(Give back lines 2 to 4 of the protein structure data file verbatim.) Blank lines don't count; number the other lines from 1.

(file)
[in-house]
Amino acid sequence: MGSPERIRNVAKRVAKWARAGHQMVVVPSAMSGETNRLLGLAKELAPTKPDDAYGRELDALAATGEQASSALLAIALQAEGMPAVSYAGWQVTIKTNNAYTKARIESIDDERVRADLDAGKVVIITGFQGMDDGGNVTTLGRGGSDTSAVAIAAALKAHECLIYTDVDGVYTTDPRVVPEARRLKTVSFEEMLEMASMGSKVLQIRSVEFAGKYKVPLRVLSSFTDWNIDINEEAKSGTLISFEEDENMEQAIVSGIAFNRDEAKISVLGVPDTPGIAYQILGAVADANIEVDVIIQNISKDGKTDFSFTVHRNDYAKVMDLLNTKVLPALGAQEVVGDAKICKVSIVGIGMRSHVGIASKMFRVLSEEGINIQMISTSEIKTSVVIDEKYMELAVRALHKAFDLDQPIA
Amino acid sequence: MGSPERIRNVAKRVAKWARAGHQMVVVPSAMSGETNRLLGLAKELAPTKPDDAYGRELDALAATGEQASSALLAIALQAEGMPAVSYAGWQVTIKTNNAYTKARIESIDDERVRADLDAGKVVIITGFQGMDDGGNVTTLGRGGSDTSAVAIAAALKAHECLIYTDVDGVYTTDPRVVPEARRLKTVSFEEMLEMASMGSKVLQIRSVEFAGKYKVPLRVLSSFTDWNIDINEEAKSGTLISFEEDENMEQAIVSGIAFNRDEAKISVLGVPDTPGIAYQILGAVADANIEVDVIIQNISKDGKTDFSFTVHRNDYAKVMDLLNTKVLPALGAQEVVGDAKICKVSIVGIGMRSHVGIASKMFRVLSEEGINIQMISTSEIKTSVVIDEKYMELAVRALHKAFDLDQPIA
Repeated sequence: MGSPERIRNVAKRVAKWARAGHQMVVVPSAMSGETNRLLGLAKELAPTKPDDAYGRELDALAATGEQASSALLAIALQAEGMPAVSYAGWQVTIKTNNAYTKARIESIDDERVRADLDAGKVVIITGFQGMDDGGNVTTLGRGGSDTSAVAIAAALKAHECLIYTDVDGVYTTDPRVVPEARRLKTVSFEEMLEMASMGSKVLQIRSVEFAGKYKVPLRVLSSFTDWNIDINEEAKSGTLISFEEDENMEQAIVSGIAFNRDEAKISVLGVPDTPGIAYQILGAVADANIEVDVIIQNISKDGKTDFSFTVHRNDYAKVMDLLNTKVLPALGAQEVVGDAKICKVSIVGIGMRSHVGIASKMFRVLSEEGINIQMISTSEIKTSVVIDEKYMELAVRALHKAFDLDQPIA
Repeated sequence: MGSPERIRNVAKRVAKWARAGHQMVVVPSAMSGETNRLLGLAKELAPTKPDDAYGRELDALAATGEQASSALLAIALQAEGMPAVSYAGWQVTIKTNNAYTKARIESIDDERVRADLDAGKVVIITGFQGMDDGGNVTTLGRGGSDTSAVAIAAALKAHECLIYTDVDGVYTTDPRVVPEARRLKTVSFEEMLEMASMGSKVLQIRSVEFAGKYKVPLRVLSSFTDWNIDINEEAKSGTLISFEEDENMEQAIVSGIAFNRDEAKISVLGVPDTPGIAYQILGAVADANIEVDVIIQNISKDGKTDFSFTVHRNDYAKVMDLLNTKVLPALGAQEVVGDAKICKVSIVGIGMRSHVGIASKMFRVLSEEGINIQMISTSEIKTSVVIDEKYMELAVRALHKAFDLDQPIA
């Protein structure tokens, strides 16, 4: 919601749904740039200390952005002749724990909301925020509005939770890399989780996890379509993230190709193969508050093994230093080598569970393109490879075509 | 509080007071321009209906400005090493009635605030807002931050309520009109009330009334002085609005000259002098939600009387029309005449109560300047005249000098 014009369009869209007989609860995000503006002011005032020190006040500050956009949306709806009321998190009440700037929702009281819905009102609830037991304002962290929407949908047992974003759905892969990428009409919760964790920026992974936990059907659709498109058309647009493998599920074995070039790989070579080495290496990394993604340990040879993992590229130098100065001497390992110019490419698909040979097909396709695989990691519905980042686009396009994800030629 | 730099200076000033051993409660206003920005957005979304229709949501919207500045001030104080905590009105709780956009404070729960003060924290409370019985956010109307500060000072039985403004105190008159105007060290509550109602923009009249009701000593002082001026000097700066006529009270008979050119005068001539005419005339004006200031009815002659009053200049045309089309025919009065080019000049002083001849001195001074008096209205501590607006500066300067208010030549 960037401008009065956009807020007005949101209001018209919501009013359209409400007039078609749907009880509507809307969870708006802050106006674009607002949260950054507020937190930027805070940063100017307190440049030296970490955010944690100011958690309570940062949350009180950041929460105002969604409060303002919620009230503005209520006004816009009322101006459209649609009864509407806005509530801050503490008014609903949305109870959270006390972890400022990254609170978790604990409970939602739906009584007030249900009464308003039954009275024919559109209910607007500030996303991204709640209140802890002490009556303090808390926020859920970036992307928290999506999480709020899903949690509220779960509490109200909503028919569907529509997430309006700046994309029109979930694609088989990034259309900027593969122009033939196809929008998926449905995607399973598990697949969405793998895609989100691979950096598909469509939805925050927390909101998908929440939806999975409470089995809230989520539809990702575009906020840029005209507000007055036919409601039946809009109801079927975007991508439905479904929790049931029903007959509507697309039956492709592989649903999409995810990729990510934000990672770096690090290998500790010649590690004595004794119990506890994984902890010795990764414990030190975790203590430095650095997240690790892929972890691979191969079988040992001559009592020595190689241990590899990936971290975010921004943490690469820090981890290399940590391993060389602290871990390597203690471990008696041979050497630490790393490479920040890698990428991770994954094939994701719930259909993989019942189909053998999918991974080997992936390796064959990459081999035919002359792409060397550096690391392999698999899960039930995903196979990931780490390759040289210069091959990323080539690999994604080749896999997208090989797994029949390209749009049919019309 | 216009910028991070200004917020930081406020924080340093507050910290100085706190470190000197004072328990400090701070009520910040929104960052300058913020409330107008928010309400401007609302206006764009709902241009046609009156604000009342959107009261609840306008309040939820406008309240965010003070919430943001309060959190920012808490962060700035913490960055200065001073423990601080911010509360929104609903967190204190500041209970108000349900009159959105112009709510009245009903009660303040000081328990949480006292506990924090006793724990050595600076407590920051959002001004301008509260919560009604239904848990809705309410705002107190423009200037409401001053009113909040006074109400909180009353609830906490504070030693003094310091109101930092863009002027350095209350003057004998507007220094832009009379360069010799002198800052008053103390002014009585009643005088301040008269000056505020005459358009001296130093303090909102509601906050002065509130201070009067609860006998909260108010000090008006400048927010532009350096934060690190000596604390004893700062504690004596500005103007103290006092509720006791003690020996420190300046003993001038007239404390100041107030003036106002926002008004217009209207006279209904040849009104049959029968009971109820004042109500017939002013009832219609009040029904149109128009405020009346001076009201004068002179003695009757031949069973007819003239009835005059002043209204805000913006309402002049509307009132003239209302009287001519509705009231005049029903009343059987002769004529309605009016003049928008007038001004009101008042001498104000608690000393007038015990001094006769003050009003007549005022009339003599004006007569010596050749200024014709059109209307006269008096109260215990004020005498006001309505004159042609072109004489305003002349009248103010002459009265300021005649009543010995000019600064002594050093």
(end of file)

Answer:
Amino acid sequence: MGSPERIRNVAKRVAKWARAGHQMVVVPSAMSGETNRLLGLAKELAPTKPDDAYGRELDALAATGEQASSALLAIALQAEGMPAVSYAGWQVTIKTNNAYTKARIESIDDERVRADLDAGKVVIITGFQGMDDGGNVTTLGRGGSDTSAVAIAAALKAHECLIYTDVDGVYTTDPRVVPEARRLKTVSFEEMLEMASMGSKVLQIRSVEFAGKYKVPLRVLSSFTDWNIDINEEAKSGTLISFEEDENMEQAIVSGIAFNRDEAKISVLGVPDTPGIAYQILGAVADANIEVDVIIQNISKDGKTDFSFTVHRNDYAKVMDLLNTKVLPALGAQEVVGDAKICKVSIVGIGMRSHVGIASKMFRVLSEEGINIQMISTSEIKTSVVIDEKYMELAVRALHKAFDLDQPIA
Amino acid sequence: MGSPERIRNVAKRVAKWARAGHQMVVVPSAMSGETNRLLGLAKELAPTKPDDAYGRELDALAATGEQASSALLAIALQAEGMPAVSYAGWQVTIKTNNAYTKARIESIDDERVRADLDAGKVVIITGFQGMDDGGNVTTLGRGGSDTSAVAIAAALKAHECLIYTDVDGVYTTDPRVVPEARRLKTVSFEEMLEMASMGSKVLQIRSVEFAGKYKVPLRVLSSFTDWNIDINEEAKSGTLISFEEDENMEQAIVSGIAFNRDEAKISVLGVPDTPGIAYQILGAVADANIEVDVIIQNISKDGKTDFSFTVHRNDYAKVMDLLNTKVLPALGAQEVVGDAKICKVSIVGIGMRSHVGIASKMFRVLSEEGINIQMISTSEIKTSVVIDEKYMELAVRALHKAFDLDQPIA
Repeated sequence: MGSPERIRNVAKRVAKWARAGHQMVVVPSAMSGETNRLLGLAKELAPTKPDDAYGRELDALAATGEQASSALLAIALQAEGMPAVSYAGWQVTIKTNNAYTKARIESIDDERVRADLDAGKVVIITGFQGMDDGGNVTTLGRGGSDTSAVAIAAALKAHECLIYTDVDGVYTTDPRVVPEARRLKTVSFEEMLEMASMGSKVLQIRSVEFAGKYKVPLRVLSSFTDWNIDINEEAKSGTLISFEEDENMEQAIVSGIAFNRDEAKISVLGVPDTPGIAYQILGAVADANIEVDVIIQNISKDGKTDFSFTVHRNDYAKVMDLLNTKVLPALGAQEVVGDAKICKVSIVGIGMRSHVGIASKMFRVLSEEGINIQMISTSEIKTSVVIDEKYMELAVRALHKAFDLDQPIA